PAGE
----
COVID restrictions and guidelines may mean your Dutch Village experience doesn’t look the same as mine. Be sure to visit their website for the latest COVID-19 guidelines and restrictions.

1) The Immersive Dutch Culture Experience Tops the List for Adults and Older Kids 

Everyone who works at Dutch Village dresses in the traditional clothing of the Netherlands – right down to the wooden shoes – and they all wear something different.

When we arrive, we always make sure we get a map and schedule of events for the day. My son loves to decide what route we’re going to take through the park that day.

The Dutch dancers – all local high school and college students – usually perform at 11:00 AM, 1:00 PM and 4:00 PM. (But be sure to check your schedule for that day’s times.)

Watching them dance is my favorite thing to do. Some dancers wear up to 10 pairs of socks inside their wooden shoes! They also warn you to watch for flying shoes – and I have witnessed more than one sail off the foot of a high-kicking dancer.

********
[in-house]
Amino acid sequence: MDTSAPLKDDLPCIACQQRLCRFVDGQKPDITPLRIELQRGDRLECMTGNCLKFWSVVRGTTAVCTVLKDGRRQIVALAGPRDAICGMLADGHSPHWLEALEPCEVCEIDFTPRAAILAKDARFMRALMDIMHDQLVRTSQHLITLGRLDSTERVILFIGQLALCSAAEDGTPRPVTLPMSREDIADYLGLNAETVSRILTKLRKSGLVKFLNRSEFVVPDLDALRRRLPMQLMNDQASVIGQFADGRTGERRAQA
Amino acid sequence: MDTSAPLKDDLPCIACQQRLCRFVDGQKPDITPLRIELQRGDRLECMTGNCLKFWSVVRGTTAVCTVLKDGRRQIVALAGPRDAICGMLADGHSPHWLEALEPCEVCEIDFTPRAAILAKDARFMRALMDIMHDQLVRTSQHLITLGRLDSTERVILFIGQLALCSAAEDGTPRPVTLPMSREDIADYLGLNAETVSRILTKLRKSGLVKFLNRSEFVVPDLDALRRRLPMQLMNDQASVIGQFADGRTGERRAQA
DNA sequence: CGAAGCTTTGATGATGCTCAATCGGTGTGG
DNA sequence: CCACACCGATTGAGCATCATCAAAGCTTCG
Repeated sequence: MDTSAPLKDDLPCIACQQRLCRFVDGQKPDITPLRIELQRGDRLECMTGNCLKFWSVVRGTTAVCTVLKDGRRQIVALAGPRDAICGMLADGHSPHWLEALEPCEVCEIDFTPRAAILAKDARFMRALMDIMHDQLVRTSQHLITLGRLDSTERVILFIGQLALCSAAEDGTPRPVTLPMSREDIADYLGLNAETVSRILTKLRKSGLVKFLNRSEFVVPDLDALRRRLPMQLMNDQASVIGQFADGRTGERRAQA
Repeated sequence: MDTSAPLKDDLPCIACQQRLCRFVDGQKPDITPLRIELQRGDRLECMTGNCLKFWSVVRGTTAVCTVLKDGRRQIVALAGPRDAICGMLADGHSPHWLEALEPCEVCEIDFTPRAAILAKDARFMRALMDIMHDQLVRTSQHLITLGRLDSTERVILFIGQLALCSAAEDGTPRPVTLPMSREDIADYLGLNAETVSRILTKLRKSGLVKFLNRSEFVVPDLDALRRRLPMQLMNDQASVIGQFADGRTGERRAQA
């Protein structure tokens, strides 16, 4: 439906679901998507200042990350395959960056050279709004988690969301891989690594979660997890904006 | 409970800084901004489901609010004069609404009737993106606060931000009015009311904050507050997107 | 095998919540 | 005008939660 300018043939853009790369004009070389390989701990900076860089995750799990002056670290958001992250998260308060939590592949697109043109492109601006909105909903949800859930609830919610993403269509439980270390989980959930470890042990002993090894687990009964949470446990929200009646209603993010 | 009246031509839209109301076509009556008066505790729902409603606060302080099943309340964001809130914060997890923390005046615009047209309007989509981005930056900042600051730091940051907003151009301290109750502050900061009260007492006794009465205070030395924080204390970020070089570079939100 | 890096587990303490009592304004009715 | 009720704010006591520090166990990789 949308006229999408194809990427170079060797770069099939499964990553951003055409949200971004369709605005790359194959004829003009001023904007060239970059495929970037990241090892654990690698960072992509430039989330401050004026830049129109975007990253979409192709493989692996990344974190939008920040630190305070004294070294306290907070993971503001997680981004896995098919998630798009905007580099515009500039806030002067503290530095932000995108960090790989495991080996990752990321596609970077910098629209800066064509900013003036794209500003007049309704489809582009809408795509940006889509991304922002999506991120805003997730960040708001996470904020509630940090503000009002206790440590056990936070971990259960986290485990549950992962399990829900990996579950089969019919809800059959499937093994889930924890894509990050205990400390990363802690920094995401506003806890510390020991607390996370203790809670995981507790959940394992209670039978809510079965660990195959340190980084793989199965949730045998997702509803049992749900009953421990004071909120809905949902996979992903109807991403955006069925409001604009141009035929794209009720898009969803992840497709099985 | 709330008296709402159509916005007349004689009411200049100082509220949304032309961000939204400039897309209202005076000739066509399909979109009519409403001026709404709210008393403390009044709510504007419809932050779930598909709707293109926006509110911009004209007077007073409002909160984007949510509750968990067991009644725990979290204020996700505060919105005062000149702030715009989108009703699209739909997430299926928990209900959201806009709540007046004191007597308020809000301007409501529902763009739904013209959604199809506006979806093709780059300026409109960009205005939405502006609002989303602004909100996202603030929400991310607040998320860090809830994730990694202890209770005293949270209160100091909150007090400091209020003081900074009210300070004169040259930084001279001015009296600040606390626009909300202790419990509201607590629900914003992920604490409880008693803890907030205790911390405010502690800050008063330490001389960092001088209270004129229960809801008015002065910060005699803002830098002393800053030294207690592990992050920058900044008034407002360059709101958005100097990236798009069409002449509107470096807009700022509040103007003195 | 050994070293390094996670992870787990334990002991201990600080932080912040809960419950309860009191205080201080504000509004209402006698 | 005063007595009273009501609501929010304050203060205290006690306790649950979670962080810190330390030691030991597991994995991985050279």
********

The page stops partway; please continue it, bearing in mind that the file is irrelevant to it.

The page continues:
Dutch Village dutch dancers Rudd

In addition to dancers, there are several presentations throughout the park.

Like the dancing, presentation times are always noted in the schedule of events and there are signs outside each building that indicate the next presentation time. Each presentation is usually about 20 minutes long and runs at least three times during the day. 

The wooden shoe carving presentation is fascinating.

I’ve also seen the Delftware pottery demo, though they don’t actually make anything in that.

Other presentations include cheese-making and tasting, a walk through a museum and more.

Dutch Village kids in dutch costumes by organ

When we visit Dutch Village with my extended family, my sisters and I like to have our kids dress up in Dutch costumes and watch them dance in front of the organ with each other.